The death of my friend and ‘partner in crime’ Jip Golsteijn on February 22nd 2002 made an end to the co-operation between him and me once and for all. Jip and I worked together from 1975 until 2002. In 1975 the first album “File Under Popular” was released and by 2002 the total number of albums released was eleven.

After having been recovered from a down-hearted period, I went through my personal music archives and found numerous lyrics but also lots of unfinished raw material. After re-reading all the correspondence – Jip always added a letter to the new lyrics, in which he described in a colorful way the various sources of inspiration and the suggestions for achieving the final result – I dried my tiers and decided to go about the business. I wanted to make at least one more album with Golsteijn/Hildebrand songs.

Without having the prospect of a record deal, I finished the songs and began recording – semi-acoustically in my small work environment on my computer – without the slightest illusion of getting somewhere. My friend, guitar player Jan Akkerman, helped me out several times. And when I told Arnold Mühren what I was doing, he invited me to come to his studio for further processing, free and for nothing. After all it was a kind of tribute to the man who also had been a close friend of Arnold for a long time. So, I took my recordings, went to Studio Arnold Mühren, where Patrick Mühren made all the preparations using Pro Tools – digital audio production tools, and soon the ‘recording for real’, as Arnold calls it, started.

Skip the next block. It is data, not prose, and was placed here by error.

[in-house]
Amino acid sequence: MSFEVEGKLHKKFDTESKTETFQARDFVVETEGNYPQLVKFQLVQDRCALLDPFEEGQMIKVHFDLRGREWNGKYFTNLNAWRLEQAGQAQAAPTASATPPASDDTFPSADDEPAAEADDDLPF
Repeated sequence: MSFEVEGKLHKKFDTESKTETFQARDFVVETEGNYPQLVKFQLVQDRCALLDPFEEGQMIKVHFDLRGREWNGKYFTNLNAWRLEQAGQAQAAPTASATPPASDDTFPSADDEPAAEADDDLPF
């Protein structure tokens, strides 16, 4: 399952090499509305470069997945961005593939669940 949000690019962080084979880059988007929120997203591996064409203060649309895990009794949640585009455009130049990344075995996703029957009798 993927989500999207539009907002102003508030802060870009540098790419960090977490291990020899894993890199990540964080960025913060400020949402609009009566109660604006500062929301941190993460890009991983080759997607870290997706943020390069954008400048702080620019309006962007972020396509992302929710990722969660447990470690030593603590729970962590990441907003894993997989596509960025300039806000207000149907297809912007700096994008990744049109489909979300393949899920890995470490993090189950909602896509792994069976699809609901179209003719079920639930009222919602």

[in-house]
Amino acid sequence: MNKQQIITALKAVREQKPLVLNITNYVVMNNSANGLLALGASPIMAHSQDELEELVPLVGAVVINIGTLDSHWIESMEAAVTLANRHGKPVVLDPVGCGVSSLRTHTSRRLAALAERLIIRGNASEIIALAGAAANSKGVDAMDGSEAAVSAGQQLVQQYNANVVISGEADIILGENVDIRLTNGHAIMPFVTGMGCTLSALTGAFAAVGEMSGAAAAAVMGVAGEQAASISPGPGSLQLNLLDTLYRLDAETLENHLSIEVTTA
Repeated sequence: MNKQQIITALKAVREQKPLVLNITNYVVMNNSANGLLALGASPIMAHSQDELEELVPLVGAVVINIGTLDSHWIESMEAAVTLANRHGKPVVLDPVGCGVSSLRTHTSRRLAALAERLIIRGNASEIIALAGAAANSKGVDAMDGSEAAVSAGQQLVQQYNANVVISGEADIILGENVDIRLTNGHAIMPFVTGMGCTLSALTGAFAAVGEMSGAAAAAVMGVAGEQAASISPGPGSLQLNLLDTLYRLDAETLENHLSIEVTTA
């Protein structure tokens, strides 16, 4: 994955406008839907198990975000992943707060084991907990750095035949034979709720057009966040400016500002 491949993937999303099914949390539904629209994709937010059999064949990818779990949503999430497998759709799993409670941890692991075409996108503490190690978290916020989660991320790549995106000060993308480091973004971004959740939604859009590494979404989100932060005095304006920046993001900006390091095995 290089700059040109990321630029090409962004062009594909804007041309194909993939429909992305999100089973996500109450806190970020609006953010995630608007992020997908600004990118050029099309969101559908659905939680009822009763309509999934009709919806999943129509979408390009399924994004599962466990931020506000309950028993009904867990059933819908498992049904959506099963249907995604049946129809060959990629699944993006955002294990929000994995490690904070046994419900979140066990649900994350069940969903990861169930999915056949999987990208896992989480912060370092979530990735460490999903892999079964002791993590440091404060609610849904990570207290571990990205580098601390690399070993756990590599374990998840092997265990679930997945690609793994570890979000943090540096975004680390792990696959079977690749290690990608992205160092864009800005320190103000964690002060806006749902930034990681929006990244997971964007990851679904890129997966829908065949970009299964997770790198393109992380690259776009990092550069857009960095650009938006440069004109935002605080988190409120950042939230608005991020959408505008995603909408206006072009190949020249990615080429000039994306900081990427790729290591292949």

Especially for this project keyboard player Ab Tuyp was added to The Living Room Band.

Former band member Berrie Maurer and friend Jaap Schilder (The Cats) were asked to do the harmony vocals.

Almost right after the beginning of the recording sessions our belief was growing that this particular album – A Wink At The Moon – could well end up as our best product ever. This optimism growed considerably when Jan Akkerman offered to take care of the guitar solo in ‘The Devil Has Come (To Claim His Own)’ – Jip and he were already making music together, 12 year old street-boys from Amsterdam, in their summer vacation in Bakkum. And not much later singer Piet Veerman told me that he was also willing to contribute, and he did wonderfully in ‘I Survived. It was Piet’s opinion too that Jip deserves the proper honor.

‘A Wink At The Moon’ is ready now and can be obtained! It’s a tribute to the man who not only was a great story teller but also an outstanding listener. It were these two character traits that made him lift rock journalism up to art.


October 2004